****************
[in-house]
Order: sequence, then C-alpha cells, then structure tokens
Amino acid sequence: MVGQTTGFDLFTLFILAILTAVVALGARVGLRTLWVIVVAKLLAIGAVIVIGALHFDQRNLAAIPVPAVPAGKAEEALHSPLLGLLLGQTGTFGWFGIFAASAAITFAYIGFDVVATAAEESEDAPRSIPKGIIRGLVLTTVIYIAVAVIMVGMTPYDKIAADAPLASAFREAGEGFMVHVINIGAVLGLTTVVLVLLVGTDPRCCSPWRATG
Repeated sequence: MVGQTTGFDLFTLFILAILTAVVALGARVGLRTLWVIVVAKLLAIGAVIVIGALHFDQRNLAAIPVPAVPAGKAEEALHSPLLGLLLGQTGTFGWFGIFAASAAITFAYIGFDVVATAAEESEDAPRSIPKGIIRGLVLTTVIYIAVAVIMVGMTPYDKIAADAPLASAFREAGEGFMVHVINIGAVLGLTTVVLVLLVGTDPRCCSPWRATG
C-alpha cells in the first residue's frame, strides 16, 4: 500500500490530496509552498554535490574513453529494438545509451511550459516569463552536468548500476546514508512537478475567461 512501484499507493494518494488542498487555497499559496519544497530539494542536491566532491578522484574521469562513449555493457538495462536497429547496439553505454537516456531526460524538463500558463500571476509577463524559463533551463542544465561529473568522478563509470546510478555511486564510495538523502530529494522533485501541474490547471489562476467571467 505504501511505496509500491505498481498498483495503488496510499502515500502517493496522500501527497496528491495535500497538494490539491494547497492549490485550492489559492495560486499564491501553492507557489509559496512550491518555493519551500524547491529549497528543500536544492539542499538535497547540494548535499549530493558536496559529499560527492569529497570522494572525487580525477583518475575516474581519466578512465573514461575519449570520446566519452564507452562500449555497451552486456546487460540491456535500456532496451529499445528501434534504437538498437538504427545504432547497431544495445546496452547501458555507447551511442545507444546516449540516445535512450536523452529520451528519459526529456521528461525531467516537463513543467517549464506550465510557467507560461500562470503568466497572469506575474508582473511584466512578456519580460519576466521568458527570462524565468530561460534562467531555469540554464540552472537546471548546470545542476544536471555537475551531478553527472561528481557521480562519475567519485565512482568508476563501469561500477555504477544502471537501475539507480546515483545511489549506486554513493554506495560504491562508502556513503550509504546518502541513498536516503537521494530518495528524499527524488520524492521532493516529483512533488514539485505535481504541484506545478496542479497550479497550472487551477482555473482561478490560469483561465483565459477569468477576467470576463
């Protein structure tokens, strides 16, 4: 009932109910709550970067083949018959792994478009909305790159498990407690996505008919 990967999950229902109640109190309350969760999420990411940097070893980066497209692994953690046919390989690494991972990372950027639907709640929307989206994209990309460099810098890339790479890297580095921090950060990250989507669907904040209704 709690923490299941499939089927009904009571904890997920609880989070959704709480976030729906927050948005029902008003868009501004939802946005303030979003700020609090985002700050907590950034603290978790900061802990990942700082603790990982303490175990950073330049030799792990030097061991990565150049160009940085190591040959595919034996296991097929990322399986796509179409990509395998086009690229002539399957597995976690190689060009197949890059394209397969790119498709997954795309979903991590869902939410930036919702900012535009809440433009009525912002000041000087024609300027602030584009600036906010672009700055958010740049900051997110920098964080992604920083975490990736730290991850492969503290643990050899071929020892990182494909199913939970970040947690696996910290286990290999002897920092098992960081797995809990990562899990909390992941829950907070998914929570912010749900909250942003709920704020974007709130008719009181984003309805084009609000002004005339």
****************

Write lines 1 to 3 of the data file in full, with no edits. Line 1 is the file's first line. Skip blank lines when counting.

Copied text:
[in-house]
Order: sequence, then C-alpha cells, then structure tokens
Amino acid sequence: MVGQTTGFDLFTLFILAILTAVVALGARVGLRTLWVIVVAKLLAIGAVIVIGALHFDQRNLAAIPVPAVPAGKAEEALHSPLLGLLLGQTGTFGWFGIFAASAAITFAYIGFDVVATAAEESEDAPRSIPKGIIRGLVLTTVIYIAVAVIMVGMTPYDKIAADAPLASAFREAGEGFMVHVINIGAVLGLTTVVLVLLVGTDPRCCSPWRATG